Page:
But Robinson said he can adjust slightly depending on the musician’s preference. Wood with a tighter grain produces a brighter sound, better for fiddlers playing country and western. A more porous wood with wider grain provides more bass, better for a classical violin tone.
Sound specifications
On a workbench in Henniker, Derek Carignan doesn’t make whole instruments, but he does build an essential piece of a guitar. Spools of wire hang above his workspace and a pedal on the floor powers a machine he created to wind the wire around bobbins with pinpoint accuracy.
Carignan is the founder of Smokin’ Joe’s Pickups, which manufactures and repairs pickups for Fender style guitars and basses. Having always been a fan of Stratocasters, Carignan said he felt if the pickups, the mechanism underneath the guitar’s strings that “picks up” the electromagnetic vibrations and sends them through the amplifier as sound, were wound a little tighter and with a little more care, one of the world’s most recognizable electric guitars could become even better.
As a former mechanic, he used his knowledge of electronics to create a winder powered by a foot pedal and sewing machine motor. By controlling the speed at which the pickup is wound, Carignan can get the wire in precisely the right places and ensure it doesn’t slip, a common malfunction in factory-wound pickups, he said. The result is a more reliable product that can be created to match the tone the musician wants.
“There are so many things I can tailor to get to the sound [customers] desire,” Carignan said. “The more conversation we have and the more feedback I get from them, the better. I’d rather be making a handful of pickups than 300 of them, because I’m putting out quality.”
Carignan said he will talk for an hour with a customer to better understand the style of music the guitar will be used to play and the tone the player hopes to achieve. 
“The best feeling for me is after talking with someone for a half-hour or an hour and sending their pickups out, is when a couple of days later, I’ll get a phone call and they say they love it,” Carignan said.
Teaching the trade
Robinson spends the vast majority of his year making and repairing violins, violas and cellos. But for two weeks out of the year, he teaches an intensive course in building violins in Nottingham. Then, he spends another two weeks teaching the same course in Tucson, Ariz.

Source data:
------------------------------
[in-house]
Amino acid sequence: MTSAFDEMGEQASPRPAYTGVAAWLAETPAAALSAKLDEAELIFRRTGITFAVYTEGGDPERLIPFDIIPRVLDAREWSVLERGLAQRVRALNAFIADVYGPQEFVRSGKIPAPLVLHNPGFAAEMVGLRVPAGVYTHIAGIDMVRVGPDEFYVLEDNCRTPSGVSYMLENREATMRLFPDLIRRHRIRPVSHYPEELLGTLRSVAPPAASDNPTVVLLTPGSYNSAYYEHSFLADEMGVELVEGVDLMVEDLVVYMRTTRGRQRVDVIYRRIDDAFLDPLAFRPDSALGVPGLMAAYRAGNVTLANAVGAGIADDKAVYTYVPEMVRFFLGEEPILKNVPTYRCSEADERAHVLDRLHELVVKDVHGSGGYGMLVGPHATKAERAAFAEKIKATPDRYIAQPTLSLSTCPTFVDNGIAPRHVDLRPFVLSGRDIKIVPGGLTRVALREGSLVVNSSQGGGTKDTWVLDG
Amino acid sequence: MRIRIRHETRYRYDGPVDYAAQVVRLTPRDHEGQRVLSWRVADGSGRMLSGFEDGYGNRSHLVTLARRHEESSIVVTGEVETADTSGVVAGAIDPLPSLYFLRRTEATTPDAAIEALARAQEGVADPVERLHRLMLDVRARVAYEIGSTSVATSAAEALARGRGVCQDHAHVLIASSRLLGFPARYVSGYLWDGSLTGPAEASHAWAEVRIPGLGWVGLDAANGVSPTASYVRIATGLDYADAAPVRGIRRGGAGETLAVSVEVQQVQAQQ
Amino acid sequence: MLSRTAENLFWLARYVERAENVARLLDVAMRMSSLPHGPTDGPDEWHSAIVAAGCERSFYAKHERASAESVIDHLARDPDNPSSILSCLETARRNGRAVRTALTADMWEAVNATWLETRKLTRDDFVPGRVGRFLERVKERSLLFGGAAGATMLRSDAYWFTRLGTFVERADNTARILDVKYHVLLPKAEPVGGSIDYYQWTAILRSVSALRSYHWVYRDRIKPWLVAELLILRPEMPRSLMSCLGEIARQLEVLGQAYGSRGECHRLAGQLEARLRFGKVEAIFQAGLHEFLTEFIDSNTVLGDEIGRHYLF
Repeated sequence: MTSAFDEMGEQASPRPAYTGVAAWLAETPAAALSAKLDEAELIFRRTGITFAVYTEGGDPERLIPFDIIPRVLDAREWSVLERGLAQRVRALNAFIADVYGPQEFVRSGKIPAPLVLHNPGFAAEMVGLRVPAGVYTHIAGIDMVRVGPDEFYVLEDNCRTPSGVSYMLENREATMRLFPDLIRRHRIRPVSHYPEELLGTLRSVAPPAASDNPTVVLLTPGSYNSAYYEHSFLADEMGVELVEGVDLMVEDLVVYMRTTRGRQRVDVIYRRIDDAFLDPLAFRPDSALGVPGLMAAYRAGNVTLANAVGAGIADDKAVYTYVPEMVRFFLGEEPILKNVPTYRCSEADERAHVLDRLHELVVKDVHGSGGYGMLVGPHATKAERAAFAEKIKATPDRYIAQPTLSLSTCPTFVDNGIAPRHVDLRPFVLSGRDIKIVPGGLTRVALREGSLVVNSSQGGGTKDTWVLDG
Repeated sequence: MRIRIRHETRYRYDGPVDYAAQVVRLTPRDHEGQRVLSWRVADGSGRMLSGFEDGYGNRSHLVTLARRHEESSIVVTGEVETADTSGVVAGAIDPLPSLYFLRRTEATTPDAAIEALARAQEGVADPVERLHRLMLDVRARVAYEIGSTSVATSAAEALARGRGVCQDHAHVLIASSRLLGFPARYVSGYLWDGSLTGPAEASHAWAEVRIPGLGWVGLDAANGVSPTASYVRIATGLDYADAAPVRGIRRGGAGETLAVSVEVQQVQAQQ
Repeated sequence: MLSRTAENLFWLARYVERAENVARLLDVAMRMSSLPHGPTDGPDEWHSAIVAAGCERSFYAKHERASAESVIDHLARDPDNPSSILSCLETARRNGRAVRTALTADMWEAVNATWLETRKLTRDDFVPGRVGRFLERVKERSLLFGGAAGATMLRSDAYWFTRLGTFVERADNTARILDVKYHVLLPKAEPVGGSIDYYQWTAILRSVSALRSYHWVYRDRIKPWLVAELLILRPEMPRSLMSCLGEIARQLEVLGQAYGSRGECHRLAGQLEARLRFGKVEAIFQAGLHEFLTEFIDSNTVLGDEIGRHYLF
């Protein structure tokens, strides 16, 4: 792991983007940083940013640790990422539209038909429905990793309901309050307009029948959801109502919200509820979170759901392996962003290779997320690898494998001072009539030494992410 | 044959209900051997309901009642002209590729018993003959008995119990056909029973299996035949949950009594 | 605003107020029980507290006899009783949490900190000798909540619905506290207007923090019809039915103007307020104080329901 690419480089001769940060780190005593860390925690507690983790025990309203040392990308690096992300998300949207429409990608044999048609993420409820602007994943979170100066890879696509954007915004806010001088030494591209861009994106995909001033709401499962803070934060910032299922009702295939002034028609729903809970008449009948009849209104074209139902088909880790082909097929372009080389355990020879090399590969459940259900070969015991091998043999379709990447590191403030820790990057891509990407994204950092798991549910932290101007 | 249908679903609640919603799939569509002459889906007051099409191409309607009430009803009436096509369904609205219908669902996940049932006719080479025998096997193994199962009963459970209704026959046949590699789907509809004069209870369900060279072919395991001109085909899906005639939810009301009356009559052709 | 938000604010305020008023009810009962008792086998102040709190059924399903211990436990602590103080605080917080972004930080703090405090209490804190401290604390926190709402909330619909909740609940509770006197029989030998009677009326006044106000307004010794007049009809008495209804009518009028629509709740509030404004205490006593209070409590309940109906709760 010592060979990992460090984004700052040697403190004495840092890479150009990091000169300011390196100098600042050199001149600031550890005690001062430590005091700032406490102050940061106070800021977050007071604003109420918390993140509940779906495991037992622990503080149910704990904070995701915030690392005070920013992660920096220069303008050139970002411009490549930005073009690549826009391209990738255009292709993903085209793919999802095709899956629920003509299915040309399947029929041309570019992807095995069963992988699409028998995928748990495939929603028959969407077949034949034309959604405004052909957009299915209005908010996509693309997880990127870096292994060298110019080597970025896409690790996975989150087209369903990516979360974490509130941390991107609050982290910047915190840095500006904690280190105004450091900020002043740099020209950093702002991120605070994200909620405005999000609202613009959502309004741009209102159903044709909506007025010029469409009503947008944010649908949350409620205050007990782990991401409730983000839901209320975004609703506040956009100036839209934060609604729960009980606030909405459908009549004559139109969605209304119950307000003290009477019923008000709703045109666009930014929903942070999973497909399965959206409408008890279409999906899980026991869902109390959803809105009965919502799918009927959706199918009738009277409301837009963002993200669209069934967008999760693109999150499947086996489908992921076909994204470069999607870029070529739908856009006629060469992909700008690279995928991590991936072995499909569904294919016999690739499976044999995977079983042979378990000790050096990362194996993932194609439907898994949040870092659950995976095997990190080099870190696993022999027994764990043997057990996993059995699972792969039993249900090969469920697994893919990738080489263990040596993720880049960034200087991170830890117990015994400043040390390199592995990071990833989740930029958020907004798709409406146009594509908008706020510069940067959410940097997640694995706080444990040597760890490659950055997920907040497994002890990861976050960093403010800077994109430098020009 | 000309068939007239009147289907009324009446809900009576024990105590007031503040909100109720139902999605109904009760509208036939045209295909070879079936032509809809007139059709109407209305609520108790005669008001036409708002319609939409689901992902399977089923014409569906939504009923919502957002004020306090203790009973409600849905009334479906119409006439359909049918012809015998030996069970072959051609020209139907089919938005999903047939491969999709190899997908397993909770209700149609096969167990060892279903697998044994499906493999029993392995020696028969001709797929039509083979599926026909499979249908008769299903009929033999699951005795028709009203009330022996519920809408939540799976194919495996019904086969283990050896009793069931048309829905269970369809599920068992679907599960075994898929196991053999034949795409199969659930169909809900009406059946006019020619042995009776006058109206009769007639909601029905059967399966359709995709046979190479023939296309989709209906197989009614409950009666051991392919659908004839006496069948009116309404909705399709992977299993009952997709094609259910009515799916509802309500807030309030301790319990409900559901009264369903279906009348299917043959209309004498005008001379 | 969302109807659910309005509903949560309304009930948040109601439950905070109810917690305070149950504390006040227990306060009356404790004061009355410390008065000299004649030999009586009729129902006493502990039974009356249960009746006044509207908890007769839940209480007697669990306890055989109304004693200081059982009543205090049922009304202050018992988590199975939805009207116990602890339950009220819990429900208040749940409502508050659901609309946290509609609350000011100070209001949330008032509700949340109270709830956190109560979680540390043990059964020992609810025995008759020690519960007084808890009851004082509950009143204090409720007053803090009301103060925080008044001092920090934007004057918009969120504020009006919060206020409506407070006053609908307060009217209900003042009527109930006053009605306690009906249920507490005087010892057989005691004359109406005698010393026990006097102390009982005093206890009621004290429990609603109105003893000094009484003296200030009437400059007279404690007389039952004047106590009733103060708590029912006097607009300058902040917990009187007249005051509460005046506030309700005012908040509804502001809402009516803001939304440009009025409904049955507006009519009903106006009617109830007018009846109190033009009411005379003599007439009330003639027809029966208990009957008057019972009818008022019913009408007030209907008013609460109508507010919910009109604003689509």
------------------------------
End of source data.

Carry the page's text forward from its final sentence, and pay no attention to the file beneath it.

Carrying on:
The only way to ensure violins are created with the old masters’ ideals still in mind, Robinson said, is to get a new generation of builders interested in carrying the tradition into the future. 
“I like the idea of passing on the trade so it might last another 400 years,” he said.
Whiteside doesn’t just make guitars for his customers; he guides them through the building process so they can experience the creation, from start to finish, themselves. He said his students’ hands become his hands, and he can intuitively guide the process. Because he has been through it so many times before — the frustrations, the stress and the tension of knowing one false move could ruin hours of work — he can stop a student just moments before a critical mistake.
More times than he can remember, he’s been watching a student plane, carve or glue, and without speaking, he has reached out just in time to stop a student’s hand, just before it goes to the wrong place, and moved it to where it needed to be.
“I’m calling on my own experiences, and it can be quite effective,” Whiteside said.
Carignan said if his customers have an interest in learning about how the final product is made, they are welcome to watch him in action. By observing him at work, Carignan said his customers can better understand the modifications their guitars are receiving and can be assured he is providing his full attention to the new pickups.
“If you want to wind them with me, come over and I’ll show you how to do it,” he said. “I want to make the customer as much a part of upgrading their guitar as possible.”
An investment in music
At Havn Guitars, Baker tends to stick to two styles: a medium jumbo acoustic and a parlor guitar. The medium jumbo is a traditional steel string acoustic, and a parlor guitar is a smaller instrument. Baker has experience building a lap steel guitar and has also worked with electrics.
Baker said his guitars are within the vicinity of $2,800, but like Whiteside’s guitars, that price can vary depending on materials. While a handmade guitar is pricier than most that line the walls at a typical retail store, the approximately 200 hours and personal attention that go into the instrument justify the cost, Baker said.